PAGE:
How to Find Protons, Neutrons and Electrons

In an attempt to understand the basic designing of atoms, it is important to gain information about the methodology to find out protons, neutrons, and electrons. This article deals with the basic methods to find the number of subatomic particles in an atom.
Elementary physics and chemistry deal with atoms, electrons, and protons. An understanding of the basic concepts of these fundamental parts of an atom can help us to decipher intricate chemical processes in this world. Moreover, by knowing simple methods of finding the number of protons, neutrons and electrons, we can understand from a closer perspective, how a change in the number of these particles affects the physical and chemical properties of chemical elements.
  • Electrons: It is a subatomic particle that carries a negative charge (-1). It was discovered by a team of British physicists including Sir J.J Thompson, in 1897.
  • Proton: The positively charged particle proton (+1 charge) is just like a positive hydrogen ion. Ernest Rutherford established the existence of protons in 1918 by sending alpha particles through nitrogen gas.
  • Neutron: They are neutral subatomic particles found in the center of the nucleus. They were discovered by James Chadwick in 1932.
Finding Protons Neutrons and Electrons In an Element

Be it physics or chemistry, students of elementary science need to be aware of the ways on how to find protons, neutrons, and electrons. Some simple fundamentals that students must be aware of are as follows:
  • Number of Protons = Atomic Number
  • Number of Electrons = Number of Protons = Atomic Number
  • Number of Neutrons = Mass Number - Atomic Number
  • Mass Number = Sum of Protons and Neutrons
Finding Protons, Neutrons, and Electrons of Isotopes

Isotopes are atoms of the same element with the same proton number, but different number of neutrons. For example, carbon - 12, carbon - 13 and carbon - 14 are three isotopes of Carbon, each having 6 electrons. The neutron number however are, 6, 7, and 8, respectively, in each of these Carbon isotopes. To know how to find protons, neutrons, and electrons in an isotope, let us consider the example of Chlorine isotopes, Chlorine - 35 (17Cl35) and Chlorine - 37 (17Cl37)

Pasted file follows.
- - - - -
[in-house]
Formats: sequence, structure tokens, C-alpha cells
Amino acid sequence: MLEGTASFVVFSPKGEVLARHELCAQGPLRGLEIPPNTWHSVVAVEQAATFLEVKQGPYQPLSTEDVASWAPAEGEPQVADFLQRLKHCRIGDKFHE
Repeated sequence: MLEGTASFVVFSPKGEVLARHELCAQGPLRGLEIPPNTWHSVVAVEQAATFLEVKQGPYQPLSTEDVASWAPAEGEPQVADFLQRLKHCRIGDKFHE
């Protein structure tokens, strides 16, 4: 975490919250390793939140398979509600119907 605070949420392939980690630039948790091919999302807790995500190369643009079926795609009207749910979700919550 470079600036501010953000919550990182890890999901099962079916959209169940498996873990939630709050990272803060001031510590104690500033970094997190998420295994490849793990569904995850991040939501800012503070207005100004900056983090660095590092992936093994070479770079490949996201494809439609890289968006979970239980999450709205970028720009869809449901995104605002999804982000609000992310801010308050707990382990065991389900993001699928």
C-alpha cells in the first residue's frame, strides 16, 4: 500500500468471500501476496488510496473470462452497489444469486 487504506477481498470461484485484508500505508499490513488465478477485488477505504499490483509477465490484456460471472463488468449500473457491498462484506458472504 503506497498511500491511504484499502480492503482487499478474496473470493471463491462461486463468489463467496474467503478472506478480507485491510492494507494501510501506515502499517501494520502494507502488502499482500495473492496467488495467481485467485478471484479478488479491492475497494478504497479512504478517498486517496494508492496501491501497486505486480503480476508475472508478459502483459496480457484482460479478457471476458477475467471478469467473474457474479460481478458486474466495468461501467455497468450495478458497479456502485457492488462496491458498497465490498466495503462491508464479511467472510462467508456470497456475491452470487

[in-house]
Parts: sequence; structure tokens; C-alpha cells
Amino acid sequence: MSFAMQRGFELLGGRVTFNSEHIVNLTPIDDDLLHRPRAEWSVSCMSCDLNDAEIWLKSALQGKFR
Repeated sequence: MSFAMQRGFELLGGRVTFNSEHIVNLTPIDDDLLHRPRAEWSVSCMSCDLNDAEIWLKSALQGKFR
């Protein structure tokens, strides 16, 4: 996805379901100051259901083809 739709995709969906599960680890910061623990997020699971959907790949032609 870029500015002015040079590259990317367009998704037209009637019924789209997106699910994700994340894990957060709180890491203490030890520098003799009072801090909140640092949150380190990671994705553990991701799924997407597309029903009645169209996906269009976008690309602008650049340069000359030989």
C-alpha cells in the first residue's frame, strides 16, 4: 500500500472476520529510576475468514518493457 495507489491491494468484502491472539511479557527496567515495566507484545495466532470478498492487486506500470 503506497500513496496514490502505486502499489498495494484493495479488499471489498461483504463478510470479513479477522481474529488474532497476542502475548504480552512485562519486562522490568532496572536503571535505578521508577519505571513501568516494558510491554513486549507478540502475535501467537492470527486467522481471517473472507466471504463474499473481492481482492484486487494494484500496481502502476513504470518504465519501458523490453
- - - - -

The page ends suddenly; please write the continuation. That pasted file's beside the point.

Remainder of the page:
Chlorine - 35 (17Cl35)

Number of Electron = Number of Proton = Atomic Number = 17
Mass Number = 35
Number of Neutron = Mass Number - Atomic Number = 35 - 17 = 18

If we consider, Chlorine - 37 (17Cl37)

Number of Electron = Number of Proton = Atomic Number = 17
Mass Number = 37
Number of Neutron = Mass Number - Atomic Number = 37 - 17 = 20

Finding Protons, Neutrons, and Electrons of Ions

It is essential to know about cations and anions, before we learn the simple method to find the protons, electrons, and neutrons in them.
  • Cations: Ions having positive charges are called cations. They're lost after the loss of electrons in an atom.
  • Anion: These are negatively charged ions, which are formed as a result of addition of extra electrons in an atom.
Consider the case of Na+.

As per atomic structure of Sodium, we know that atomic number of sodium (Na) is 11. However, since the sodium ion is carrying a positive charge, it must have either gained a proton, or lost an electron. Since it is not possible for Na to gain one proton, as it will become Magnesium, it must have lost one electron. Hence, the original number of electrons and protons in Sodium is equal to 11, but as it has lost one electron, the number of electrons = number of protons = atomic number = 10.

Similarly, the number of neutrons in Na+ = Mass Number - Atomic Number = 23 - 10 = 13

It is simple to know the number of protons, electrons, and neutrons by using the periodic table. This table has the atomic and mass number written on it. By attempting to learn more about how to find these subatomic particles in several other elements, students can master this simple technique.